Lecture2 - IS 2150 TEL 2810 Introduction to Security James...

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1 IS 2150 / TEL 2810 Introduction to Security James Joshi Assistant Professor, SIS Secure Design Principles OS Security Overview Lecture 2 September 6, 2011
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Objectives Understand the basic principles of secure system design Learn about the basics of access control Understand access control in Unix and Windows environment 2
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Some questions Should a system be secure by design or can system be made secure after it is built? In Unix can you control permissions associated with files when they are created? Can you specify that “user A, B and C can read, write and execute, respectively,” your file - in Unix?, in Windows? 3
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4 Design Principles
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5 Design Principles for Security Principles Least Privilege Fail-Safe Defaults Economy of Mechanism Complete Mediation Open Design Separation of Privilege Least Common Mechanism Psychological Acceptability
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6 Overview Based on the idea of simplicity and restriction Why Simplicity? Why Restriction?
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7 Least Privilege A subject should be given only those privileges necessary to complete its task Assignment of privileges based on Function OR Identity- based, … ? Based on “Need to know”; “Relevance to situation” … Examples? Confine processes to “minimal protection domain” How can it be enforced? In Unix? Windows? Challenge? [Complexity?]
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8 Fail-Safe Defaults What should be the default action? If action fails, how can we keep the system safe/secure? Transactions based systems? When a file is created, what privileges are assigned to it? In Unix? In Windows?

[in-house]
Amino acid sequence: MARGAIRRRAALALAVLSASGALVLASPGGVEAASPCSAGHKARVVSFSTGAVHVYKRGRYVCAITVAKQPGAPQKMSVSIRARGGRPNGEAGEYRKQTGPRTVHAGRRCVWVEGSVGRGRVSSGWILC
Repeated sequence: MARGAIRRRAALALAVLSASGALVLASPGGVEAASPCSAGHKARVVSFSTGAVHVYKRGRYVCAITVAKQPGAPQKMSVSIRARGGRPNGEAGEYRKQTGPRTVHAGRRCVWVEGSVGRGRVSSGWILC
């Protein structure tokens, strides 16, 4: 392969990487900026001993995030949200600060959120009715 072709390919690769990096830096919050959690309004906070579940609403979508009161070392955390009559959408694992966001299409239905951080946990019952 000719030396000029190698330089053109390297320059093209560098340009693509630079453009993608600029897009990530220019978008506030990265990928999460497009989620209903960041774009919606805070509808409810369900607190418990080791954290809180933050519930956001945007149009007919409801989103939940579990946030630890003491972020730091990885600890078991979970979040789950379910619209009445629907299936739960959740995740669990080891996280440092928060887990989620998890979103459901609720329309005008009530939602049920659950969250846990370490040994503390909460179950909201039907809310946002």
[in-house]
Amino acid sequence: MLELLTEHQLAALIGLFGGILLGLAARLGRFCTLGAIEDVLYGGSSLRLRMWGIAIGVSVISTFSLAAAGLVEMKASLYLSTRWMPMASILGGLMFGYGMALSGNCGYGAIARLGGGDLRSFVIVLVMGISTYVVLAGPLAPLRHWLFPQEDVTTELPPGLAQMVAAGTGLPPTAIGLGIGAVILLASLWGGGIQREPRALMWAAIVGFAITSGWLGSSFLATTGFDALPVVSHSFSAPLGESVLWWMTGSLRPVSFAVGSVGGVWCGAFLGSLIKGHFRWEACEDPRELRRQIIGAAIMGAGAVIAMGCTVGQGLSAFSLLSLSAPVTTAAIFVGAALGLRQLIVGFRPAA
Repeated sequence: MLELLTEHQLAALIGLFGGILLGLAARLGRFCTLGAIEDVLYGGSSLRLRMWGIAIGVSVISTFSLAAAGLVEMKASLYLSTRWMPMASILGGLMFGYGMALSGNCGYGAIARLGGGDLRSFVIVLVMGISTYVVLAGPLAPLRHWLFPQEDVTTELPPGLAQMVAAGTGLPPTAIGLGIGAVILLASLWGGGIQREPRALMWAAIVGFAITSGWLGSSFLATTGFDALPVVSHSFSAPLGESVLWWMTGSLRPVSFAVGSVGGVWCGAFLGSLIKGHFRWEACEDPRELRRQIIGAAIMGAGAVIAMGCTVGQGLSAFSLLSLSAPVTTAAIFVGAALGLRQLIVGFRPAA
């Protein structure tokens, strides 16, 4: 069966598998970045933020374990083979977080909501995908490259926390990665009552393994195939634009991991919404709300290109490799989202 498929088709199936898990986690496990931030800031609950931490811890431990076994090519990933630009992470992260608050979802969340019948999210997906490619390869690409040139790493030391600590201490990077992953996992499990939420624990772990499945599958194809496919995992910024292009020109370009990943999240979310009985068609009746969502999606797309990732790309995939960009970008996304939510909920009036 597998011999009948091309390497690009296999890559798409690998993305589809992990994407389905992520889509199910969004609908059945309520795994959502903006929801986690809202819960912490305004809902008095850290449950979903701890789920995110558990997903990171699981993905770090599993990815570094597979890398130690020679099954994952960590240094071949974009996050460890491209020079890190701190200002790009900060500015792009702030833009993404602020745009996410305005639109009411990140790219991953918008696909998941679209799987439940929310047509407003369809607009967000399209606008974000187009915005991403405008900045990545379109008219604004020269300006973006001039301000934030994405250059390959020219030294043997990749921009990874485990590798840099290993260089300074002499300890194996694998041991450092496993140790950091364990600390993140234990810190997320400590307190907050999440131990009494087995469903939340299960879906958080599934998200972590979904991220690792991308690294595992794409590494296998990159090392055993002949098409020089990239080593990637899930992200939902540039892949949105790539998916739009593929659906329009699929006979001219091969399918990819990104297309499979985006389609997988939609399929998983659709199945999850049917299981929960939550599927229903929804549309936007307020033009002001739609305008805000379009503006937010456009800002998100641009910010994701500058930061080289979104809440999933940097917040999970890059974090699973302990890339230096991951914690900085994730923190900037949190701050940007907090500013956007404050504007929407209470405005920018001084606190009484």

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9 Economy of Mechanism Design and implementation of security mechanism KISS Principle (Keep It Simple, Silly!) Simpler means? Careful design of Interfaces and Interactions
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10 Complete Mediation No caching of information Mediate all accesses Why? How does Unix read operation work? Any disadvantage of this principle?
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11 Open Design Security should not depend on secrecy of design or implementation Source code should be public? “Security through obscurity” ? Does not apply to certain “information” Secrecy of : keys vs encryption algorithm”? What about the “Proprietary software”?
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12 Separation of Privilege Restrictive access Use multiple conditions to grant privilege Equivalent to Separation of duty Example? Changing to root account in Berkley-based Unix … need two conditions!
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13 Least Common Mechanism Mechanisms should not be shared What is the problem with shared resource? Covert channels? Isolation techniques Virtual machine Sandbox
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14 Psychological Acceptability Security mechanisms should not add to difficulty of accessing resource Hide complexity introduced by security mechanisms Ease of installation, configuration, use Human factors critical here Proper messages
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15 Access Control - Introduction
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Lecture2 - IS 2150 TEL 2810 Introduction to Security James...

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